Deadly Keepsakes (A Tori Winters Mystery, #1) by Anita Dickason

Deadly Keepsakes: A Tori Winters MysteryDeadly Keepsakes: A Tori Winters Mystery by Anita Dickason
My rating: 5 of 5 stars

A modern reimagining of the Gothic romantic suspense novel in the vein of authors such as Phyllis A. Whitney or Daphne du Maurier.

When hospice nurse, Tori Winters, suspects that one of her elderly patients has been murdered, she comes under attack from the murder suspect's family. Threatening phone calls escalate quickly to her home being vandalized, tires slashed, and someone taking a shot at her. With nothing holding her in Springfield, Missouri, she decides the safest course of action is to get out of town.

While rushing to get her escape underway, she receives an intriguing letter from an attorney in Granbury, Texas, but he refuses to give much information over the phone. She decides the Dallas-Fort Worth area would be as good a place as any to start over, so she heads south to talk to the man in person. Imagine Tori's surprise when she learns a wealthy grandmother she never knew she had has left her entire estate, including a lovely old home in town, to her in her will.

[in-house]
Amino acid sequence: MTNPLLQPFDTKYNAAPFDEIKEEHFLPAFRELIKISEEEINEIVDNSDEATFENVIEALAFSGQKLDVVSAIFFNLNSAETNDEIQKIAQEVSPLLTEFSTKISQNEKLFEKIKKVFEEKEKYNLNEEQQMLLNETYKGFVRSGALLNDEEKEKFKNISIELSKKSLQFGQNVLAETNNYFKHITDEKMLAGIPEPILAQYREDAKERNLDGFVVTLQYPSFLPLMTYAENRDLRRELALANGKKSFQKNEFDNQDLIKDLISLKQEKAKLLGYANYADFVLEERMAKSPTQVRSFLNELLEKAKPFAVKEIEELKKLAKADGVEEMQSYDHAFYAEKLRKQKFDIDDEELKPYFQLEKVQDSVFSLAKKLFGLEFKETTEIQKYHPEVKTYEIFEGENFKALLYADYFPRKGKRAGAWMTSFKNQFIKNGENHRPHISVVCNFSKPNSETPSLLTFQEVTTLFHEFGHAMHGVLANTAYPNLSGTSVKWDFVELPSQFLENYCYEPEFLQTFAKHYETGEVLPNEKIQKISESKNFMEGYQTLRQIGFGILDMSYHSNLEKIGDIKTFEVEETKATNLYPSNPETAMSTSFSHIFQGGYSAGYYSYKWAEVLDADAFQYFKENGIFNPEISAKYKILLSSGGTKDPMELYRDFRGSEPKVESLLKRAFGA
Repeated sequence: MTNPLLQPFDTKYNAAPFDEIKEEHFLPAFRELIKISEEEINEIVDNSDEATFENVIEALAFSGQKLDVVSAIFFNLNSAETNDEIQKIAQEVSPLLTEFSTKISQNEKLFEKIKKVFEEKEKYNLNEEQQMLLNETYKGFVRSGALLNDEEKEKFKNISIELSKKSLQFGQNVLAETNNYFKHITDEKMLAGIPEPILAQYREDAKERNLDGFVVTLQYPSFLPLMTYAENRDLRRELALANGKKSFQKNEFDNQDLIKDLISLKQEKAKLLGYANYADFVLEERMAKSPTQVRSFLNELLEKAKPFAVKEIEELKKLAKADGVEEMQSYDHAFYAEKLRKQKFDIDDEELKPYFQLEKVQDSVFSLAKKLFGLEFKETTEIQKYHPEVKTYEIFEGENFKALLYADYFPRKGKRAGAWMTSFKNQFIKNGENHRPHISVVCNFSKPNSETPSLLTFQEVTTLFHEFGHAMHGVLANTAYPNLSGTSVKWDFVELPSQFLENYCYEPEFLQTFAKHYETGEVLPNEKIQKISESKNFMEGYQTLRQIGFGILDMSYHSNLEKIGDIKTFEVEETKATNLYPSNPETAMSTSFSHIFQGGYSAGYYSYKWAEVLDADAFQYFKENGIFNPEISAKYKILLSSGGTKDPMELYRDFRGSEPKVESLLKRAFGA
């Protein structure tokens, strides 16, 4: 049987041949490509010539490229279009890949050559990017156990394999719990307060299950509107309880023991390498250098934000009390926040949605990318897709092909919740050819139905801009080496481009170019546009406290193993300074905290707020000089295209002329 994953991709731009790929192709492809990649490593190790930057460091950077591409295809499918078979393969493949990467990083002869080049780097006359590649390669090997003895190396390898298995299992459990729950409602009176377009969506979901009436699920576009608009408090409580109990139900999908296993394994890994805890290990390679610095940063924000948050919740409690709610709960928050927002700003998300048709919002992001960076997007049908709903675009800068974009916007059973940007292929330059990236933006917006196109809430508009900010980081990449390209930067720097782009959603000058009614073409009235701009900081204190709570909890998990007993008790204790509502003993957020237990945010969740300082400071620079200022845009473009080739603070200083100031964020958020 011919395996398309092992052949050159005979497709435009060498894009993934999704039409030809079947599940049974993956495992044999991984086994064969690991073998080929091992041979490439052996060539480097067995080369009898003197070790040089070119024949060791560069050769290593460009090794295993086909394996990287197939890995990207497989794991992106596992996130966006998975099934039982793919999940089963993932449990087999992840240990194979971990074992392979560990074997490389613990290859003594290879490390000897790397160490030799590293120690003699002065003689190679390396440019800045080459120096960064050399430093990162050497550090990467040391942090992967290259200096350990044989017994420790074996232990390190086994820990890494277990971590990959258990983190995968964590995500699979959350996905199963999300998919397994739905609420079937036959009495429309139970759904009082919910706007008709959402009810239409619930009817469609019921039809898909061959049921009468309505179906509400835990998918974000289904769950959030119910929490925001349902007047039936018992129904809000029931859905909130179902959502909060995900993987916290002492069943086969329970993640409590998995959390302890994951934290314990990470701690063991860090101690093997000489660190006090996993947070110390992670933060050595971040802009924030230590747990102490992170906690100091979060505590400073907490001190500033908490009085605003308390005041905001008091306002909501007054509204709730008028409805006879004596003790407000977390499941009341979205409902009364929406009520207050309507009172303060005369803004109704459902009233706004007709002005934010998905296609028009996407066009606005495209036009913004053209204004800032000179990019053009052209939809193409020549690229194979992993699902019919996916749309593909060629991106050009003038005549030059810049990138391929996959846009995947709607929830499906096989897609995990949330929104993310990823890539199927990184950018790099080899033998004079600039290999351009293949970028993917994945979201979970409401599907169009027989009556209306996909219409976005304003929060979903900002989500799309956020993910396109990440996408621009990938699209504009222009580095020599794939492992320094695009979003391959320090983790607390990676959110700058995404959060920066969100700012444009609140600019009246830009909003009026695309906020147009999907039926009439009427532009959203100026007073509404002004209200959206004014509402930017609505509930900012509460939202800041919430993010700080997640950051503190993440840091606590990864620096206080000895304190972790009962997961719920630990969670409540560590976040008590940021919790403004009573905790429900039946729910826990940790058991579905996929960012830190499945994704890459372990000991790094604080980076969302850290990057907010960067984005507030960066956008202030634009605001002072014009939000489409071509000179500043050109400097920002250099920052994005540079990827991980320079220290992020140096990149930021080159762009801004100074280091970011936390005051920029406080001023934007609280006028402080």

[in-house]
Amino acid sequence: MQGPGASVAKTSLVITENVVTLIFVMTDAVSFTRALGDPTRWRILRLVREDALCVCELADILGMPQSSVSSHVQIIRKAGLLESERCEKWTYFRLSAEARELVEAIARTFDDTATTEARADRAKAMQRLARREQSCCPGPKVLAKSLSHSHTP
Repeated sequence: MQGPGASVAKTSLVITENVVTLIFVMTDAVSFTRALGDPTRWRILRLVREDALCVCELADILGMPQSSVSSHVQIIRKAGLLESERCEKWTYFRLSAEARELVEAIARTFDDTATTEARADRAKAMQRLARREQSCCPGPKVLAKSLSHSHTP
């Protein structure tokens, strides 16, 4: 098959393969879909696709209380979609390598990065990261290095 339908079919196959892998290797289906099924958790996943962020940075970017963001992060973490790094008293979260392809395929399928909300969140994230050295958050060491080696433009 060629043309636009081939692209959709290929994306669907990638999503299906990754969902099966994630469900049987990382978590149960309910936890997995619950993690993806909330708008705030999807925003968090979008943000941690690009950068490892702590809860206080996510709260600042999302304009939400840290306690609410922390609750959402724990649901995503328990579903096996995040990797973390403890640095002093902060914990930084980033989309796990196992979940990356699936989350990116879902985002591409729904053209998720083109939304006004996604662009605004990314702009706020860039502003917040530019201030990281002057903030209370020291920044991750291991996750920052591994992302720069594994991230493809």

Tori falls in love with the house at first sight and decides to move in and bring it back to its former glory. However, the attorney, the executor of her grandmother's will, firmly tries to dissuade her, urging her to sell at every opportunity he gets. He's already received a very lucrative offer, it seems. Everywhere she turns, some old town mover-and-shaker pressures her to sell up, trying to ride roughshod over her repeated wishes to live in the beautiful old home.

During the final months of her grandmother's life, the old lady had dismissed her housekeeper, and the house's interior needed a lot of TLC. Tori decides to hire a local woman with her own home cleaning business, and Mia O'Brien turns out to be a godsend. About the same age as Tori and a real go-getter besides, Mia takes the job in hand and soon has her crew of young women, all close friends, at the house and working miracles, befriending Tori along the way. However, Tori soon hears strange noises in the house at night and finds things moved or left out of place. She has an eerie feeling that she's being watched. When accidents start occurring, she begins to wonder if her grandmother's death from a fall down the stairs was really the accident everyone claims and if she might not be next.

Deadly Keepsakes is a modern recreation of the Gothic romantic suspense novel in the vein of such great authors as Phyllis A. Whitney or Daphne du Maurier. Rather than the setting of the big house on the dark, remote, craggy-cliffed island, author Anita Dickason has reimagined the genre by placing the story smack in the middle of hot and sunny, small-town Texas.

Dickason amps up the suspense from the very start with Tori fleeing her home in Springfield, only months after her mother's death, to escape the intimidation and revenge of the Russell family. But thankfully, Tori is a bright, capable, and determined heroine (unlike some of the fragile, helpless females of old), and she takes matters into her own hands to keep herself safe.